I saw this guy on the street the other day in Shanghai’s Hongkou District:
A little research seems to indicate that this is the Wheely 500W by BeInMove. €899 is over 7000 RMB. Not only is that expensive, but I’ve never seen this kind of thing for sale here. I wonder where this guy got it…
I saw this Speed Levitch video in which he rails against the grid plan of New York City, and I couldn’t help but think of my adopted home of Shanghai. Here’s a quote from the video below:
> “Let’s just blow up the grid plan, and rewrite the streets to be much more a self-portraiture of our personal struggles, rather than some real estate broker’s wet dream from 1807. We’re forced to walk in these right angles… I mean, doesn’t she find this infuriating?”
I’m pretty into geeky tech stuff, so I’m excited about Google Glass. On the new promo site, though, I noticed this strange photo:
My first thought was, “where can you buy vegetables in Chinese by the pound?” Must be in Chinatown in the U.S.
I showed this to my wife, and her immediate reaction was, “they wrote the 苗 in 豆苗 wrong.”
If you’re using Google Glass to buy vegetables in Chinese in Chinatown in the U.S., I’d imagine you’re setting yourself up for quite a language power struggle. Much better to use Google Glass to record your interactions as you learn Chinese by using it (and possibly while getting realtime help from Google Glass).
Wow, I would love for AllSet Learning to be a part of an initiative like that! We’ll see how long it takes us to get our hands on Google Glass and onto the streets of Shanghai…
Since our baby was born in 2011, I’ve resisted the urge to flood my blog with baby topics. But as our little one learns to talk and begins to explore the world around her, I can’t help but delve into issues of first language acquisition, bilingualism, and culture. These are all topics I’ve thought about before, but never have I had such powerful motivation to really dig into them.
> Many studies performed on both animals and humans have shown that exposure in the early years to surroundings that are dull and monotonous can permanently reduce curiosity.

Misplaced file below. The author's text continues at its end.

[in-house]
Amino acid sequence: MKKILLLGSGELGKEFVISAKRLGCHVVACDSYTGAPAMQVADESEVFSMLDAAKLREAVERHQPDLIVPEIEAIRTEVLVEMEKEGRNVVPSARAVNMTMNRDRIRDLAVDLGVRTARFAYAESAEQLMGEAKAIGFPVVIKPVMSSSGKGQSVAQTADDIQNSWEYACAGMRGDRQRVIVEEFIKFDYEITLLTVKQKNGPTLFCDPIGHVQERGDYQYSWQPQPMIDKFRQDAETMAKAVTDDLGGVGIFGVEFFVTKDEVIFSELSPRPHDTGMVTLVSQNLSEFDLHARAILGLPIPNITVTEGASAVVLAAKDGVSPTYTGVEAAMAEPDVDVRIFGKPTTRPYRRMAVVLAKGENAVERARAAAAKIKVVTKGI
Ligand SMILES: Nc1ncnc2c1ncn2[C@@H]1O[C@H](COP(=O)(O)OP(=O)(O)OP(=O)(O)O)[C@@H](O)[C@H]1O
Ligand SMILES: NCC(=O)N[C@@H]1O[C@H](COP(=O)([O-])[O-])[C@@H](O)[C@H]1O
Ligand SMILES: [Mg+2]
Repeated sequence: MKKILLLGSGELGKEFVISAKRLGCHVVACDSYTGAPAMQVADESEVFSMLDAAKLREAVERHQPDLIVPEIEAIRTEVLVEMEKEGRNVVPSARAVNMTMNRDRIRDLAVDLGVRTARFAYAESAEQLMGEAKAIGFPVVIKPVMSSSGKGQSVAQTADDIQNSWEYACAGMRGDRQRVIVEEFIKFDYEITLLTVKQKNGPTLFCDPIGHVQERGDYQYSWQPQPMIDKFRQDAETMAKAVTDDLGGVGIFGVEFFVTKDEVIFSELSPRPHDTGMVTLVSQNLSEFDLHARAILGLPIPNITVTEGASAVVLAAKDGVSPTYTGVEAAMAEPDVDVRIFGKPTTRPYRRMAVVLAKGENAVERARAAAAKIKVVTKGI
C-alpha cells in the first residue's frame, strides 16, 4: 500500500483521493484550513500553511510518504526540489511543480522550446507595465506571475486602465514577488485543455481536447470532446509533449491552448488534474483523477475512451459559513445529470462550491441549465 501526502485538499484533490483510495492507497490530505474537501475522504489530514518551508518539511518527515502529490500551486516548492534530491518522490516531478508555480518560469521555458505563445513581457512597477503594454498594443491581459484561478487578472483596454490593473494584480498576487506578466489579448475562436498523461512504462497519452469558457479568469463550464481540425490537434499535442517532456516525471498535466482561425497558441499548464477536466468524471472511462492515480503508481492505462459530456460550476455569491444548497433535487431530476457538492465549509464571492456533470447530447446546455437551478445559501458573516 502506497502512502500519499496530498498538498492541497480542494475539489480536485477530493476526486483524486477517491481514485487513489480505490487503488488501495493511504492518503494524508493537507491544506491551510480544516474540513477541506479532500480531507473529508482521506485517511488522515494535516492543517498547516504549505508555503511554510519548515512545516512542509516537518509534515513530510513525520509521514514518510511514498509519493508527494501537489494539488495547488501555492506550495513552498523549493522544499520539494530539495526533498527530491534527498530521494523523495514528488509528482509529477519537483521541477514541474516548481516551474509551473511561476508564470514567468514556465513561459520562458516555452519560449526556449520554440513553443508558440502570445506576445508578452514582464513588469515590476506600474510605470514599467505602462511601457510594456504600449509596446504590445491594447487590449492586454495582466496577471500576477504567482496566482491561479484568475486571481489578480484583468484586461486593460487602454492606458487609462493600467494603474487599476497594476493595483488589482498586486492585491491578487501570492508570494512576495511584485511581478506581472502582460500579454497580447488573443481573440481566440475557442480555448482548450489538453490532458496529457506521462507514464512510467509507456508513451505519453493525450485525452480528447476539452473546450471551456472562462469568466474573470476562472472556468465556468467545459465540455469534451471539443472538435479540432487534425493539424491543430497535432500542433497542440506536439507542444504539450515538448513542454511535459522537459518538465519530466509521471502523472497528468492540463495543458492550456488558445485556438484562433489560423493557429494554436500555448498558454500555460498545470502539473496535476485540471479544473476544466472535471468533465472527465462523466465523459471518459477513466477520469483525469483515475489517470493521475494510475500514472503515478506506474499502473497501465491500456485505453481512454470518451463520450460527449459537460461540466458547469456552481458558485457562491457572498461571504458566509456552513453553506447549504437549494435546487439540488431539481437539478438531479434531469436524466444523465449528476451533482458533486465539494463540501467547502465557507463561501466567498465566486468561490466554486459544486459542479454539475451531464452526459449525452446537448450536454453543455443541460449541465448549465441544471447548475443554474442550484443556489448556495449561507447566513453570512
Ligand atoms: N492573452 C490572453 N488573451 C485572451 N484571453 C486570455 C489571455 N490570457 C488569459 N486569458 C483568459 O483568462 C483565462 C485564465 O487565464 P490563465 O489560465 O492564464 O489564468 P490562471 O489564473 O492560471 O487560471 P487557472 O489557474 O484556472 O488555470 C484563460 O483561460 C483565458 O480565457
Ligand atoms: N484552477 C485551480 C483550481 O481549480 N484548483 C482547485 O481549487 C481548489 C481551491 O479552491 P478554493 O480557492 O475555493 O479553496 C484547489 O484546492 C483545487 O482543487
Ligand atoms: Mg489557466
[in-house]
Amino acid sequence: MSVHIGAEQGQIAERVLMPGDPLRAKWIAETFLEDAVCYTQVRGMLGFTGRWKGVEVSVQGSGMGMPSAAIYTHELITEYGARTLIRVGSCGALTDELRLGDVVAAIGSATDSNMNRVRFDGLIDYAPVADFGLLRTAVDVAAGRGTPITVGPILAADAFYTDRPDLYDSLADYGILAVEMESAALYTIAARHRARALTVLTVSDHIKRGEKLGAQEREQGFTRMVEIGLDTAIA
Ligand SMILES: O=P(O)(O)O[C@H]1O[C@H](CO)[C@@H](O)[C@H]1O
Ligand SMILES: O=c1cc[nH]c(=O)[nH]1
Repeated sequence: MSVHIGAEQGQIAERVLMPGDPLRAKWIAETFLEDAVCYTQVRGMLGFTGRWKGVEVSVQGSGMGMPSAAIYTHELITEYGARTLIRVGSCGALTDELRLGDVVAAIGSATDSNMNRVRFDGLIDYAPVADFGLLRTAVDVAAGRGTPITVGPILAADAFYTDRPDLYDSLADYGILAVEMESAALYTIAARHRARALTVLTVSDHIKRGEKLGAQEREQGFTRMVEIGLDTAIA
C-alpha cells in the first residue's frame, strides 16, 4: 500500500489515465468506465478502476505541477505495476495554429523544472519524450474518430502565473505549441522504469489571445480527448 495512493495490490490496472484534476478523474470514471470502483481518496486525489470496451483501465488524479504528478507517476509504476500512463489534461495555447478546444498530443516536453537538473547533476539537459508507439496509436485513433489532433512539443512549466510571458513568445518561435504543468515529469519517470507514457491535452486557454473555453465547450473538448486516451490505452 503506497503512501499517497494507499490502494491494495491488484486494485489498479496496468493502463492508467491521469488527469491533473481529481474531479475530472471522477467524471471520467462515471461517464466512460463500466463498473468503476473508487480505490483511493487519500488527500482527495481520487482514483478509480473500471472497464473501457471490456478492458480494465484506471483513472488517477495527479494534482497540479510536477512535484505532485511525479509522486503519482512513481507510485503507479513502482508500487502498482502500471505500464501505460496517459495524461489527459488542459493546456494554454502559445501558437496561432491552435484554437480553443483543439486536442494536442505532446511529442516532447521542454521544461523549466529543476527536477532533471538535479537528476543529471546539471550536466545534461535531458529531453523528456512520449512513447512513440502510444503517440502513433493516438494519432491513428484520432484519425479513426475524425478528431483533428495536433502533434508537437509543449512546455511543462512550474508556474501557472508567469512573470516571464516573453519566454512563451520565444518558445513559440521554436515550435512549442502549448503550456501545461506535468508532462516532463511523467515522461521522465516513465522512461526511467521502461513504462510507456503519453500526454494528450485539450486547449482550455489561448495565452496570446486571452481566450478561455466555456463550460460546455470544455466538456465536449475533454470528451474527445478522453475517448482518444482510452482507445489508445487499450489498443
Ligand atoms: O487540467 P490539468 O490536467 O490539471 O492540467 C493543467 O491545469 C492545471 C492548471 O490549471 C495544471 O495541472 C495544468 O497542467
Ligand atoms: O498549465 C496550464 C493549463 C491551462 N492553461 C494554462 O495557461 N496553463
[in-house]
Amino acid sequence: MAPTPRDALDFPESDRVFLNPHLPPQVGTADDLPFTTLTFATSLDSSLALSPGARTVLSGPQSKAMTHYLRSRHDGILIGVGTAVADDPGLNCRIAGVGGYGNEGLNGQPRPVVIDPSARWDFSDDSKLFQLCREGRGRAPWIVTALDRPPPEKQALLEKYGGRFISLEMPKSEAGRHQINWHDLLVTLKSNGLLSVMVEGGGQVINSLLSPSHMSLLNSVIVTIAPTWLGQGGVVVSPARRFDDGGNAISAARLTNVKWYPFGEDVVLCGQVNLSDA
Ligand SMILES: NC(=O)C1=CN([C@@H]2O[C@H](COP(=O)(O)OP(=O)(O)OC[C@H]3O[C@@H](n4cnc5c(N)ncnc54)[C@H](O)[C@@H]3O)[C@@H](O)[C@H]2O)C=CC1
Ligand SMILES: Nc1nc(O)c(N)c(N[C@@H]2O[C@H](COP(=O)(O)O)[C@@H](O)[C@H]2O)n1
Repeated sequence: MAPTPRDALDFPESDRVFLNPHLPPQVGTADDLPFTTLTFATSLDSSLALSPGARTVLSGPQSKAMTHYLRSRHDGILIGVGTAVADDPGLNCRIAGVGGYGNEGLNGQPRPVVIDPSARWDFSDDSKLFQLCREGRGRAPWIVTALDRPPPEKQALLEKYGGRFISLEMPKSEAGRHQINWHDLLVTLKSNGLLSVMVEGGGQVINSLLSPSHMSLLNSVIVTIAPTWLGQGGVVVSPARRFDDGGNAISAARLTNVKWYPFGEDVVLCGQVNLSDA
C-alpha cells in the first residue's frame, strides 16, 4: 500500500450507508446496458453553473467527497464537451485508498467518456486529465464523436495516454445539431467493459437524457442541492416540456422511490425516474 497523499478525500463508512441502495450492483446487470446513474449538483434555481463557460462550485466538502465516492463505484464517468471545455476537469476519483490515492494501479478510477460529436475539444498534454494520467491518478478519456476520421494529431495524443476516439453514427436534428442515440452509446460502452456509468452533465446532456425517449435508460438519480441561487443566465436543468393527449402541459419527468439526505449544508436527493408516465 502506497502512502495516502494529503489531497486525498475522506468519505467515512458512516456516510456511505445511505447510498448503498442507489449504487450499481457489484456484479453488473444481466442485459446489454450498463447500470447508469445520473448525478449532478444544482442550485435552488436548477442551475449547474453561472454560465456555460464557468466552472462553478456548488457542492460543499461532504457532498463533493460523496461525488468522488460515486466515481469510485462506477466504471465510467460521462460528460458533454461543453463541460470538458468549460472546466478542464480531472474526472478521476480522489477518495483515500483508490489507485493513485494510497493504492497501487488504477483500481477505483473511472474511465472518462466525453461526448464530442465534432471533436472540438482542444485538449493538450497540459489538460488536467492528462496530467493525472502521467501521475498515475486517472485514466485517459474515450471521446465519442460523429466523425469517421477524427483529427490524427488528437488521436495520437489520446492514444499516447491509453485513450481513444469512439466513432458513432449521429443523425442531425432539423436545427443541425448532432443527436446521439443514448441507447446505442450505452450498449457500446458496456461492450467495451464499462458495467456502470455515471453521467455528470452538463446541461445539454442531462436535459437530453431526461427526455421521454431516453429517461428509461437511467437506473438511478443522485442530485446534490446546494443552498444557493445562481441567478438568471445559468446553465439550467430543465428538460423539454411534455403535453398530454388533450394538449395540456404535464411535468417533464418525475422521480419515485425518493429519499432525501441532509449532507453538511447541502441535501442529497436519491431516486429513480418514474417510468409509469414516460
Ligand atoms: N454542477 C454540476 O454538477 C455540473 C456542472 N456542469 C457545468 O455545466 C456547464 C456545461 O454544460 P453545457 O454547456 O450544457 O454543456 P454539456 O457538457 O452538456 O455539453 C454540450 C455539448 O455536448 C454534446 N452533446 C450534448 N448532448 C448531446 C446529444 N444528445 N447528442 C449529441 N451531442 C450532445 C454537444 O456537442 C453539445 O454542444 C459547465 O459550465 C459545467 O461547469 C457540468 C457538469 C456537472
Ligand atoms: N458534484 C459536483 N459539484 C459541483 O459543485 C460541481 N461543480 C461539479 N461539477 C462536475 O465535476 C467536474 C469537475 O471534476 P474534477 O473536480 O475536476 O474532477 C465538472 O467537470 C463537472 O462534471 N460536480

> This results in a vicious circle of intellectual poverty where lowered curiosity resulting from inadequate stimulation leads to still less curiosity, and so on.
I’d be interested to see what the “many studies” were, exactly (leave me a message if you know!), because these two paragraphs strike me as particularly relevant to China.
When I think of my own childhood and look at my daughter’s so far, it’s not hard to apply “dull and monotonous” to a (relatively) small Shanghai apartment, the lack of a backyard, the lack of an open natural environment to explore, etc. I won’t even get into the obvious problems with the local school system.
In addition, here in China the fostering of creativity is often presented as something that needs to be accomplished within schools. In reality, children’s natural curiosity needs to be nurtured much earlier, before the “vicious circle of intellectual poverty” begins.
Is it still possible to stimulate curiosity in children while living in China? Of course! I have no doubt that it is. It just means parents here have to work a bit harder than my mom could get away with: “go outside and play.”
Wow, this year December has turned out to be very low on posts. I’ve been trying to update twice a week, but I didn’t pull it off this month. I was in Florida visiting family for more than half the month, and blogging just didn’t happen.
While not blogging, I’ve been thinking a bit about how this 2012 went. I came up with two main conclusions.
It was a good year for AllSet Learning.
Again, I have to thank the exceptional bunch of people that have entrusted us to help them learn Chinese here in Shanghai. Our clients are our investors, and thanks to them, we’re going strong.
In 2012 AllSet Learning launched the Chinese Grammar Wiki, which has more than doubled in number of articles while quality of articles rises across the board (more on this later). We also released the AllSet Learning Pinyin iPad app in the first half of the year and the Chinese Picture Book Reader iPad app in the second half. Both are doing well, and I’m just so pleased to be making my designs a reality.
We’ve also had some more awesome interns, a trend which looks to be continuing into 2013. (Thanks, guys!)
It was a bad year for staying in China.
I’ve remained silent on the news buzz about Mark Kitto et al because I don’t really think it’s that much of a story. But the disturbing thing about it all is that this year a surprisingly large proportion of my close friends in Shanghai have either left or announced plans to leave.
It’s not that I expected everyone to stay in Shanghai forever. I always tell people that I’ll be in China as long as it makes sense, and due to the particular career path I’ve chosen, it makes sense for me to stay around longer than perhaps a lot of my friends that have taken up residency here. But it still seems a little strange that so many friends would decide to leave all around the time. I suspect that the “10 year mark” has something to do with it. We humans do tend to attach importance to that number.